Los Saltos del Mocona: A Guide to Argentina’s Mocona Falls

Have you ever seen a waterfall famous not for its height, but for it’s length?

Los Saltos del Mocona, or the Mocona Falls, in Argentina, run parallel with the river for nearly three kilometers, making them a truly unique geographical formation.

This post is a complete guide to help you go off the beaten path to Mocona.

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Los Saltos del Mocona

Argentina’s northeastern province of Misiones is filled with waterfalls, from Iguazu to countless smaller falls that dot the jungle landscape.

And out of all these waterfalls Mocona Falls stand out.

Los Saltos del Mocona are unique because they run the length of the river for to 2-3 kilometers.

There is a fault line that divides the Uruguay River. When water levels are low, the water from one-half of the river crashes down into the lower half of the fault line.

If the river is high, the water level of both sides of this fault line level out and the falls disappear.

During dry season, the falls can reach up to 8 meters (or even more if we’re talking drought).

The indigenous Guarani people named these powerful falls Mocona, which translates to “that which swallows everything.”

And they weren’t wrong.

Running the length of the river between Argentina and Brazil, the water gushes with such force that it’s as if it’s swallowing everything around it.

When to see the Saltos del Mocona

Since visibility depends on the water level, which can change from day to day, seeing these falls is never guaranteed.

To see Mocona Falls, conditions have to align perfectly.

The creek that feeds into the Uruguay River needs to be low enough for boats to get in to reach the dock.

Water levels will also affect how much of the falls you actually see, as these falls are famous for their length, not height.

We visited at the beginning of the rainy season and only got to see them at 2-3 meters in height.

At the peak of the dry season, you may get lucky with 7-8 meters.

To allow yourself the best chance of seeing the Mocona Falls, stay in the area for at least a few days.

There is a lot to do in the area and you’ll be glad for the extra time.

We spent two nights here but a third would have been ideal.

Read about how we spent our days in Misiones here.

This is what I expected to see, as you can see in the other photos that I took, I wasn’t so lucky. This is what the Mocona Falls look like when the water levels are VERY low. | Source: Leandro Kibisz (Loco085) [CC BY-SA 2.5]

How to see The Mocona Falls

The only way to see the falls is by a boat tour.

They depart from the dock inside the park and from Mocona Virgen Lodge’s dock.

Always check the official website here to see if it’s habilitado (open) before planning your day.

They update the page every morning with whether the park and/or paseo nautico (boat trip) is open or closed. It changes each day and won’t be announced until the morning of.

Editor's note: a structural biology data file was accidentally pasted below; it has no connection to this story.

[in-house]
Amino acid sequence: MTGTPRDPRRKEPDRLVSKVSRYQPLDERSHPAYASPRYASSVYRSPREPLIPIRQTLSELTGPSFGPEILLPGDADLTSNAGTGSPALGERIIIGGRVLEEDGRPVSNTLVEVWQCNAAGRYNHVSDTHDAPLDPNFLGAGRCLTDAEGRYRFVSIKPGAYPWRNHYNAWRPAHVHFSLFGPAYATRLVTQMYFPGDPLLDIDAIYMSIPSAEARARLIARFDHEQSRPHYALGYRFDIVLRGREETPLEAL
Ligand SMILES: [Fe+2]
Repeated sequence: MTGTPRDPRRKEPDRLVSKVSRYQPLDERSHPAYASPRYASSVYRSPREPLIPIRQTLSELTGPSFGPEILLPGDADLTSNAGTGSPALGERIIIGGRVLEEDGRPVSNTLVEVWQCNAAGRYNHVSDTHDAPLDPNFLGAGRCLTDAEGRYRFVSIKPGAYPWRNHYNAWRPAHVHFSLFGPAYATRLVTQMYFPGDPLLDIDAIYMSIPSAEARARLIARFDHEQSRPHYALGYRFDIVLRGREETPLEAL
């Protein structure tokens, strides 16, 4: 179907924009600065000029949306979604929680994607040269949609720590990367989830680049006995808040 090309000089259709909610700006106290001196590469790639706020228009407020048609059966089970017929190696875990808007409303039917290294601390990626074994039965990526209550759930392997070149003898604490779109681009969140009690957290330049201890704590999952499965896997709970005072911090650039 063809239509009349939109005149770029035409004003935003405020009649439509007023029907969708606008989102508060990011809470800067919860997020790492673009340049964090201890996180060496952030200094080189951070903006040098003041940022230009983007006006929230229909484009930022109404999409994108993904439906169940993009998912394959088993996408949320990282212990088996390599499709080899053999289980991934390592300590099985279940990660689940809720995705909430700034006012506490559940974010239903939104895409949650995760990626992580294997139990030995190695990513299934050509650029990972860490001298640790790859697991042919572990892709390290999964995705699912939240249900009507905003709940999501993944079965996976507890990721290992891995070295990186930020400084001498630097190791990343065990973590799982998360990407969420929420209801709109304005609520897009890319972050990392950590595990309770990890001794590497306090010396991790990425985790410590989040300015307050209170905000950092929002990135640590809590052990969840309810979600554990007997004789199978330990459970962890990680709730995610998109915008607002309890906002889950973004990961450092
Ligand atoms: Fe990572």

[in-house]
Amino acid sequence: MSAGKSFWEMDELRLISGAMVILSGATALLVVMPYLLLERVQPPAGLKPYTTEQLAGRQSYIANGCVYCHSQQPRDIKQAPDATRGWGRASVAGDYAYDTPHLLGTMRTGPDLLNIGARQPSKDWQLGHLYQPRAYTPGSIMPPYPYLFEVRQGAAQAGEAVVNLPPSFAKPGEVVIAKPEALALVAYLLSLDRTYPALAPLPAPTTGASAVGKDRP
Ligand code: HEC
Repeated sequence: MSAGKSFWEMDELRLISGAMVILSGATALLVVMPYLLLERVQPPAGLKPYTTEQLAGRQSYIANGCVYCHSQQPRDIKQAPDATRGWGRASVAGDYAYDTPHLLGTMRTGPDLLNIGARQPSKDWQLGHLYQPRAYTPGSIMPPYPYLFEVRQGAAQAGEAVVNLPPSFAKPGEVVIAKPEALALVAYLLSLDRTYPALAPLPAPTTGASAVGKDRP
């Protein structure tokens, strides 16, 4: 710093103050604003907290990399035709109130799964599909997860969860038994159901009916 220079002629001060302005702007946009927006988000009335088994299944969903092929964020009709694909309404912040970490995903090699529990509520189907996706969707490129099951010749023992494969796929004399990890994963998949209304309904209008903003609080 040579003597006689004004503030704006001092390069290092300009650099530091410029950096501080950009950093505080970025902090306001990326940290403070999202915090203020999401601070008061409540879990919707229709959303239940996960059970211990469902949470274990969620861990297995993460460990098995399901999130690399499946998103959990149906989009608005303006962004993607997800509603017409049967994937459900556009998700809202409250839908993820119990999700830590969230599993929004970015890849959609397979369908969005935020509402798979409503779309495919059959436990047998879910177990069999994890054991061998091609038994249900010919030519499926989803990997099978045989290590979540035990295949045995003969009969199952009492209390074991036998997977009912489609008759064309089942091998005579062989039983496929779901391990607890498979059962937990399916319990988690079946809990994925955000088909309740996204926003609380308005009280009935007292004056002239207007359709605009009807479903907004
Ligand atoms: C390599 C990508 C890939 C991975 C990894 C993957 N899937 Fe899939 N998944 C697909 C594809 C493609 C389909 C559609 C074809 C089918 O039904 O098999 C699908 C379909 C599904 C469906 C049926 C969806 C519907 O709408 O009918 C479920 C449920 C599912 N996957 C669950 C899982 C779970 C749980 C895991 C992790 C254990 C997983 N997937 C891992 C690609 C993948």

The boat tour cost us around the equivalent of $25 US.

It lasts an hour and a half in total in a small speed boat that jets down the Uruguay River by the falls.

You won’t get soaked but if you’re bringing an expensive camera it’s a good idea to have a light jacket or something to cover it from the mist when the boat gets near the falls.

Mocona Falls Accommodation

The closest town to use as a base is El Soberbio.

There are a lot of cabins for all budgets here. The drive from El Soberbio to the Mocona National Park takes thirty minutes but the views are beautiful!

The drive runs parallel to the river and there are a number of viewpoints to stop at along the way.

Click here to search for Mocona Falls accommodation near El Soberbio.

Mocona Virgin Lodge by DON

We stayed for two nights at the Mocona Virgin Lodge.

It was a bit of a splurge for us but was well worth it.

This lodge is located inside the Yabotí Biosphere Reserve, there is literally no better place to stay to see the falls.

The room rate includes full board (breakfast, lunch, and dinner) and activities including kayaking, zip-line, and hiking trails through the jungle.

The best part about the Virgen Lodge (aside from their tree-house-like rooms) is that the boat excursions depart from the hotel property.

A woman sitting in a green chair on a deck in the middle of a jungle
Our deck at the Mocona Virgin Lodge accommodation at Mocona Falls

Due to water levels while we were there the boats couldn’t reach the dock in the national park and could only depart from our hotel’s dock.

As guests, we were given priority and put on the first tour.

We almost didn’t get to see the falls at all, before we arrived it had rained for days and the water levels were rising.

The day after we left the water would be too high to see the falls at all. The hotel staff kept us up to date all day regarding the status of the falls and made sure we saw them.

We were lucky to be there the one day it didn’t rain with visible falls. It really is just luck, this is why it’s best to stay for at least a few nights.

Check rates and availability here.

This swimming pool alone is worth staying at the Mocona Virgin Lodge.

Chacra del Agua: Affordable Mocona Cabins

Like the Mocona Virgin Lodge, the small cabins at Chacra del Agua are also located inside the nature reserve.

They were my second choice for hotels near Mocona Falls, but I was won over by our hotel’s full board option.

Chacra del Agua is a more affordable option but with the same beauty and ideal location as the Virgin Lodge. They have cabins for couples and families, so it’s great for everyone.

Check rates availability here.


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